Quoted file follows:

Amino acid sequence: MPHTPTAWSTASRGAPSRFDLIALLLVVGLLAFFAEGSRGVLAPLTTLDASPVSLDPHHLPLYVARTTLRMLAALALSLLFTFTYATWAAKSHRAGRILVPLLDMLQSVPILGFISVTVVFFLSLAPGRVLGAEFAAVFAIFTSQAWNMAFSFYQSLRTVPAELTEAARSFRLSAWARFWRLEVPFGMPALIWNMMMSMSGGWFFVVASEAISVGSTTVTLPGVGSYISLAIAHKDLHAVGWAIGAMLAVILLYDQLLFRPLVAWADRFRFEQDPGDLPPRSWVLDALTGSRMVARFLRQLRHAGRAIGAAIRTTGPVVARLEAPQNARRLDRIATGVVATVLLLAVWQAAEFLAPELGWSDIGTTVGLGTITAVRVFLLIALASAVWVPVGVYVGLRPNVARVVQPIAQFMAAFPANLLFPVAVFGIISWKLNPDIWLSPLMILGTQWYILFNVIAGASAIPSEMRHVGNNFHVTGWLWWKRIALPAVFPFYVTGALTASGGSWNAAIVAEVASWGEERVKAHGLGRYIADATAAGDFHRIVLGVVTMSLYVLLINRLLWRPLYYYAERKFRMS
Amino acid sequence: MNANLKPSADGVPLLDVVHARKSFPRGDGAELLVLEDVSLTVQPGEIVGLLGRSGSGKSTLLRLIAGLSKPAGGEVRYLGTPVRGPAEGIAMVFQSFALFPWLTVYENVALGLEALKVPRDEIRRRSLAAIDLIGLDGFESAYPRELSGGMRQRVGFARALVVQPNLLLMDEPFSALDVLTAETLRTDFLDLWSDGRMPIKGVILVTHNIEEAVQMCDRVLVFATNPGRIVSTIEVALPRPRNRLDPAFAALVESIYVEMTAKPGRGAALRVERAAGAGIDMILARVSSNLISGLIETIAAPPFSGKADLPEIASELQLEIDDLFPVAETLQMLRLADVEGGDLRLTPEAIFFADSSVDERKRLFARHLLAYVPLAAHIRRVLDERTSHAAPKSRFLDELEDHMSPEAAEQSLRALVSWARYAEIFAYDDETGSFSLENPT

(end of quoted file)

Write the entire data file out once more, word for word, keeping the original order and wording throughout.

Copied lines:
Amino acid sequence: MPHTPTAWSTASRGAPSRFDLIALLLVVGLLAFFAEGSRGVLAPLTTLDASPVSLDPHHLPLYVARTTLRMLAALALSLLFTFTYATWAAKSHRAGRILVPLLDMLQSVPILGFISVTVVFFLSLAPGRVLGAEFAAVFAIFTSQAWNMAFSFYQSLRTVPAELTEAARSFRLSAWARFWRLEVPFGMPALIWNMMMSMSGGWFFVVASEAISVGSTTVTLPGVGSYISLAIAHKDLHAVGWAIGAMLAVILLYDQLLFRPLVAWADRFRFEQDPGDLPPRSWVLDALTGSRMVARFLRQLRHAGRAIGAAIRTTGPVVARLEAPQNARRLDRIATGVVATVLLLAVWQAAEFLAPELGWSDIGTTVGLGTITAVRVFLLIALASAVWVPVGVYVGLRPNVARVVQPIAQFMAAFPANLLFPVAVFGIISWKLNPDIWLSPLMILGTQWYILFNVIAGASAIPSEMRHVGNNFHVTGWLWWKRIALPAVFPFYVTGALTASGGSWNAAIVAEVASWGEERVKAHGLGRYIADATAAGDFHRIVLGVVTMSLYVLLINRLLWRPLYYYAERKFRMS
Amino acid sequence: MNANLKPSADGVPLLDVVHARKSFPRGDGAELLVLEDVSLTVQPGEIVGLLGRSGSGKSTLLRLIAGLSKPAGGEVRYLGTPVRGPAEGIAMVFQSFALFPWLTVYENVALGLEALKVPRDEIRRRSLAAIDLIGLDGFESAYPRELSGGMRQRVGFARALVVQPNLLLMDEPFSALDVLTAETLRTDFLDLWSDGRMPIKGVILVTHNIEEAVQMCDRVLVFATNPGRIVSTIEVALPRPRNRLDPAFAALVESIYVEMTAKPGRGAALRVERAAGAGIDMILARVSSNLISGLIETIAAPPFSGKADLPEIASELQLEIDDLFPVAETLQMLRLADVEGGDLRLTPEAIFFADSSVDERKRLFARHLLAYVPLAAHIRRVLDERTSHAAPKSRFLDELEDHMSPEAAEQSLRALVSWARYAEIFAYDDETGSFSLENPT